Rymes, Betsy, and Andrea Leone. “Citizen Sociolinguistics:A New Media Methodology for Understanding Language and Social Life.” Working Papers in Educational Linguistics (WPEL) 29, no. 2 (2014): 25–43.
Sabiston, Catherine M., Kristen M. Lucibello, David Kuzmochka-Wilks, Alyona Koulanova, Eva Pila, Allison Sandmeyer-Graves, and Drew Maginn. “What’s a Coach to Do? Exploring Coaches’ Perspectives of Body Image in Girls Sport.” Psychology of Sport and Exercise 48 (2020): 101669. https://doi.org/10.1016/j.psychsport.2020.101669.
Sladek, Michael R., Rachel H. Salk, and Renee Engeln. “Negative Body Talk Measures for Asian, Latina(o), and White Women and Men: Measurement Equivalence and Associations with Ethnic-Racial Identity.” Body Image 25 (2018): 66–77. https://doi.org/10.1016/j.bodyim.2018.02.005.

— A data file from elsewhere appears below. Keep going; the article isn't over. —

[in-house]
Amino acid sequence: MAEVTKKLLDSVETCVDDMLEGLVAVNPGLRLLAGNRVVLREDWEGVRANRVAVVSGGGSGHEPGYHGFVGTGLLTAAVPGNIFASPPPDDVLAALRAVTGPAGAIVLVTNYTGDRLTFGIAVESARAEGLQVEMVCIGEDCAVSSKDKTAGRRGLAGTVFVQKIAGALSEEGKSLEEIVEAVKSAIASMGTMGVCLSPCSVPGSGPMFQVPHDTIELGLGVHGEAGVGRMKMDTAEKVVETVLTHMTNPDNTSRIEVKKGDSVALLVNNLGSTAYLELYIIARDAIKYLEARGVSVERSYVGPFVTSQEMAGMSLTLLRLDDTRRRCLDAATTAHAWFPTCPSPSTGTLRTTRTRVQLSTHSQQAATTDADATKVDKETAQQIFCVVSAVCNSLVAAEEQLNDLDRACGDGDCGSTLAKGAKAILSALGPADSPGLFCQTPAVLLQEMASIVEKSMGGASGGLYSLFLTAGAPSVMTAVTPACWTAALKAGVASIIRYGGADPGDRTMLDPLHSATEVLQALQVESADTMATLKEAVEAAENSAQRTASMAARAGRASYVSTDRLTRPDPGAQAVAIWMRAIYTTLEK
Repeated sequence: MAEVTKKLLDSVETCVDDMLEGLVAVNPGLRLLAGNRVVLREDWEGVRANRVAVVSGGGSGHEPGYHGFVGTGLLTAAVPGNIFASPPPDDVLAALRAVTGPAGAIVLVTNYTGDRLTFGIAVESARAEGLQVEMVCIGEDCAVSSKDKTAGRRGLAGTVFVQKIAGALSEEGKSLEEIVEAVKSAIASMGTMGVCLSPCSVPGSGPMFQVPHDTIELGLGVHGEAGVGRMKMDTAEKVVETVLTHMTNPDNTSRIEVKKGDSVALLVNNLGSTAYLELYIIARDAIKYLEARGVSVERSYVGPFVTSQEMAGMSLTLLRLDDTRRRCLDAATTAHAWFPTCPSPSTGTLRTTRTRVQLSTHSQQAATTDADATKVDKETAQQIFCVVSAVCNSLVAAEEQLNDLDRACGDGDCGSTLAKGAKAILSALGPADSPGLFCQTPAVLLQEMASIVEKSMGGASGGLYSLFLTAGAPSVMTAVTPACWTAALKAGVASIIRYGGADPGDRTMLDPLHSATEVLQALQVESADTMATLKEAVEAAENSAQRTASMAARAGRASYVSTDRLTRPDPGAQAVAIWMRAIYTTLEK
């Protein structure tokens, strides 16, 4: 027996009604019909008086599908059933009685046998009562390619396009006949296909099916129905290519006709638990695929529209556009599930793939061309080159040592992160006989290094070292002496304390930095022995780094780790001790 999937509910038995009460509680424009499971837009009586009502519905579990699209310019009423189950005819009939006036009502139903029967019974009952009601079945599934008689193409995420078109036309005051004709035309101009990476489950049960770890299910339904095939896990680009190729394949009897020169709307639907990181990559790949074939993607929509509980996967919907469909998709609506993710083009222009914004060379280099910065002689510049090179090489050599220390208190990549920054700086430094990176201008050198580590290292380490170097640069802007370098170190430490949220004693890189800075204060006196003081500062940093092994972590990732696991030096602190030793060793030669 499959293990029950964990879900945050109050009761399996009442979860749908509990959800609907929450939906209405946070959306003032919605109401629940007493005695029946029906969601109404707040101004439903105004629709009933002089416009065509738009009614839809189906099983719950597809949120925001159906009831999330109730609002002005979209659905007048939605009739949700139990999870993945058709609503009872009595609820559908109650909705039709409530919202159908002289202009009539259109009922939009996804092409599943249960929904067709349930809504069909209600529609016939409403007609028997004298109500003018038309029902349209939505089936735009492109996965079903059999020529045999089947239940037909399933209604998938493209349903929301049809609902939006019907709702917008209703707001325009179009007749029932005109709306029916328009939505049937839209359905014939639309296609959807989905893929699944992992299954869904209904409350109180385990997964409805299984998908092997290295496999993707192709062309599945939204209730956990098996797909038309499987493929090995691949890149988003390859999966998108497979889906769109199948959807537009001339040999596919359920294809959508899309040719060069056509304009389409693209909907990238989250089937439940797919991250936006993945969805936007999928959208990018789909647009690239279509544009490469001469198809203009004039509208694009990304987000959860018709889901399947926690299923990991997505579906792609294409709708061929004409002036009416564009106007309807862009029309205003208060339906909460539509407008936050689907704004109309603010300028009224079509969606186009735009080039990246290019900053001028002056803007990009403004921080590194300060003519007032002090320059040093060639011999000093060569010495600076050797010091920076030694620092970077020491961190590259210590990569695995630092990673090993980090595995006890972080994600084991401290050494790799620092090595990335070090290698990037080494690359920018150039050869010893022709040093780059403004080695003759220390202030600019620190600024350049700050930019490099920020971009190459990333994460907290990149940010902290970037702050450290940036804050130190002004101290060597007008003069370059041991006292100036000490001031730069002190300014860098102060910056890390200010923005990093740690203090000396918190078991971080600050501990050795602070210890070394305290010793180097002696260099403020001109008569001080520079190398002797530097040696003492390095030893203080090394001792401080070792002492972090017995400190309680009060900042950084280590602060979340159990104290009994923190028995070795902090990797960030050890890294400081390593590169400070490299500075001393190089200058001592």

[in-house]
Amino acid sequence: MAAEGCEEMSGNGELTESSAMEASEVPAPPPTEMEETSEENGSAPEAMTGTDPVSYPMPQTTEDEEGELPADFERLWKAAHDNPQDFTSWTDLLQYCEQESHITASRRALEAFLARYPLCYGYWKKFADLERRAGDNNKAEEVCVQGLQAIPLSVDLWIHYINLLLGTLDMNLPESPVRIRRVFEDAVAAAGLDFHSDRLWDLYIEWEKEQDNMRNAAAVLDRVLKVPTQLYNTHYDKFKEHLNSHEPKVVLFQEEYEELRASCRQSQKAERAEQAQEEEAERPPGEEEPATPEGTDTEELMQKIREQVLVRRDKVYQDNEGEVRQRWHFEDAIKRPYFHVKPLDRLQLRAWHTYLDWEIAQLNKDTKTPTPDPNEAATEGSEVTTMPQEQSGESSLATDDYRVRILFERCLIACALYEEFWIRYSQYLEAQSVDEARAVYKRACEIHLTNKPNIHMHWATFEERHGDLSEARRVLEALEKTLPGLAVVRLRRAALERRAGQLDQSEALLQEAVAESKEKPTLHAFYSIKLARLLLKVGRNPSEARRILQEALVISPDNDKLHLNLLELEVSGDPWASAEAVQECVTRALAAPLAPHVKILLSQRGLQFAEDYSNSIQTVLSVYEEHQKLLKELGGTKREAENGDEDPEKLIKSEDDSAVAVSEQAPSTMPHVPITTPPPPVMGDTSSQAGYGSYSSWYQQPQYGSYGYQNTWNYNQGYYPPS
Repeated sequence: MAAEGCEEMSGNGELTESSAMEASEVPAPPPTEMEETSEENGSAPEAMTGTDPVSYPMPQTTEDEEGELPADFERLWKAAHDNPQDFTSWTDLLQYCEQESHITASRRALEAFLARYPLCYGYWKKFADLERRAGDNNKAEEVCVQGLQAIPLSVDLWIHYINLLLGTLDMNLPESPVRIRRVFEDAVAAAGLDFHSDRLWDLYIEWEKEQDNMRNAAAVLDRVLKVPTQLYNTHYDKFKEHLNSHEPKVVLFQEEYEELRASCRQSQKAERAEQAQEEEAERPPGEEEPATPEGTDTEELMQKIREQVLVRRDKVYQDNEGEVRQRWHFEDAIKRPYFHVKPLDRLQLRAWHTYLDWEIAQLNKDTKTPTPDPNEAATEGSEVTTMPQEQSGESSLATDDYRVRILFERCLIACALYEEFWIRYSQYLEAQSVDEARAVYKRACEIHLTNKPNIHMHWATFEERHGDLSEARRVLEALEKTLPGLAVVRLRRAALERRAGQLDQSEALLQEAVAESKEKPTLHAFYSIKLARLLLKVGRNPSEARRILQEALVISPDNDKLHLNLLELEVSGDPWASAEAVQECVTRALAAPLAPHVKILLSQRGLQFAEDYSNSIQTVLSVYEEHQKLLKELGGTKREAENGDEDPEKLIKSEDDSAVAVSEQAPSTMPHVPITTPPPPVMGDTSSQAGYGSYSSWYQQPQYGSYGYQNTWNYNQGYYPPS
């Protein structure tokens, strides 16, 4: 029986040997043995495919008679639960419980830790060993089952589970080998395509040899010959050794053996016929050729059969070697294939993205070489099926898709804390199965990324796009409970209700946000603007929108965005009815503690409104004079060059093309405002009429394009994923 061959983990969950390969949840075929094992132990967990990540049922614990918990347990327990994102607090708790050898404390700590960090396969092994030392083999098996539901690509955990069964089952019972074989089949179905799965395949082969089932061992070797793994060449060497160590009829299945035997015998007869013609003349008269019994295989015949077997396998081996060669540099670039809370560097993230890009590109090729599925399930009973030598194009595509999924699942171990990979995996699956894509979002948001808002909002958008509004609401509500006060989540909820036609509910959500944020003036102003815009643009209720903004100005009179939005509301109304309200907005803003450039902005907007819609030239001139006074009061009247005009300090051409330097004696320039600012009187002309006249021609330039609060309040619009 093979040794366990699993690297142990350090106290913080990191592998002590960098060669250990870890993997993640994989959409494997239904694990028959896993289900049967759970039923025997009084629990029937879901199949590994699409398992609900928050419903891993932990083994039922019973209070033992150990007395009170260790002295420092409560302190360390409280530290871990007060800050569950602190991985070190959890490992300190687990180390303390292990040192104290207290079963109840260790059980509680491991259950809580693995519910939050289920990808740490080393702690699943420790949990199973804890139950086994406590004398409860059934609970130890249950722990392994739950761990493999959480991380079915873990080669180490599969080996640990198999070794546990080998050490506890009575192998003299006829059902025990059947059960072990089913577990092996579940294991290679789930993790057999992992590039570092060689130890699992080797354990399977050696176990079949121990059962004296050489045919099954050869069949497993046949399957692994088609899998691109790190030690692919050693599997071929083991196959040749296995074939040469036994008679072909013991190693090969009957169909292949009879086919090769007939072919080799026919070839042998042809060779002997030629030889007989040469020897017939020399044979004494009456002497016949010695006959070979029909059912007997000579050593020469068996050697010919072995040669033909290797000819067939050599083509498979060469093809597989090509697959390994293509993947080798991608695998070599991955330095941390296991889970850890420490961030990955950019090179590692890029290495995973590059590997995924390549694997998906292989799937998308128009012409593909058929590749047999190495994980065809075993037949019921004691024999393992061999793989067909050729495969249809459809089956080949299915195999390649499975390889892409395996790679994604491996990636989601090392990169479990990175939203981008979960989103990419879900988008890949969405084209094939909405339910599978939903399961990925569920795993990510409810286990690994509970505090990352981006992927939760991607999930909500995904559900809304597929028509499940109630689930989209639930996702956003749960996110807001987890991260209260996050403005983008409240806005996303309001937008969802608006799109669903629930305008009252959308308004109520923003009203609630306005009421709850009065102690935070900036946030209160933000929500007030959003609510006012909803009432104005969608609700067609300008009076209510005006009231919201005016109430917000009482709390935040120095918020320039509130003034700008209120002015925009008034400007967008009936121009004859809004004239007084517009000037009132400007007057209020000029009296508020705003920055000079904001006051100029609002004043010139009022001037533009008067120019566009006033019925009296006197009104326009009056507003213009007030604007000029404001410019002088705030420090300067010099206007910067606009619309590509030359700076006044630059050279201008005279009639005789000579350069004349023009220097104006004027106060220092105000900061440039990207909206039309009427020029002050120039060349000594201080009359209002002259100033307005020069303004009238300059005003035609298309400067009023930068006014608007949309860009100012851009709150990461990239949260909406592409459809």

Soleman, Noviyanti, and Rifki Elindawati. “Fourth Wave Feminism in Indonesia: Body Shaming Through Social Media Phenomenon.” Journal of Islamic World and Politics 3, no. 2 (2019): 588–604. https://doi.org/10.18196/jiwp.3234.
Steinsbekk, Silje, Lars Wichstrøm, Frode Stenseng, Jacqueline Nesi, Beate Wold Hygen, and Věra Skalická. “The Impact of Social Media Use on Apperance Self-Esteem from Childhood to Adolescence - A 3-Wave Community Study.” Computers in Human Behavior 114 (2021): 106528. https://doi.org/10.1016/j.chb.2020.106528.
Stice, Eric. “Risk and Maintenance Factors for Eating Pathology: A Meta-Analytic Review.” Psychological Bulletin 128, no. 5 (2002): 825–48. https://doi.org/10.1037/0033-2909.128.5.825.
SturtzSreetharan, Cindi L., Gina Agostini, Alexandra A. Brewis, and Amber Wutich. “Fat Talk: A Citizen Sociolinguistic Approach.” Journal of Sociolinguistics 23, no. 3 (2019): 263–83. https://doi.org/10.1111/josl.12342.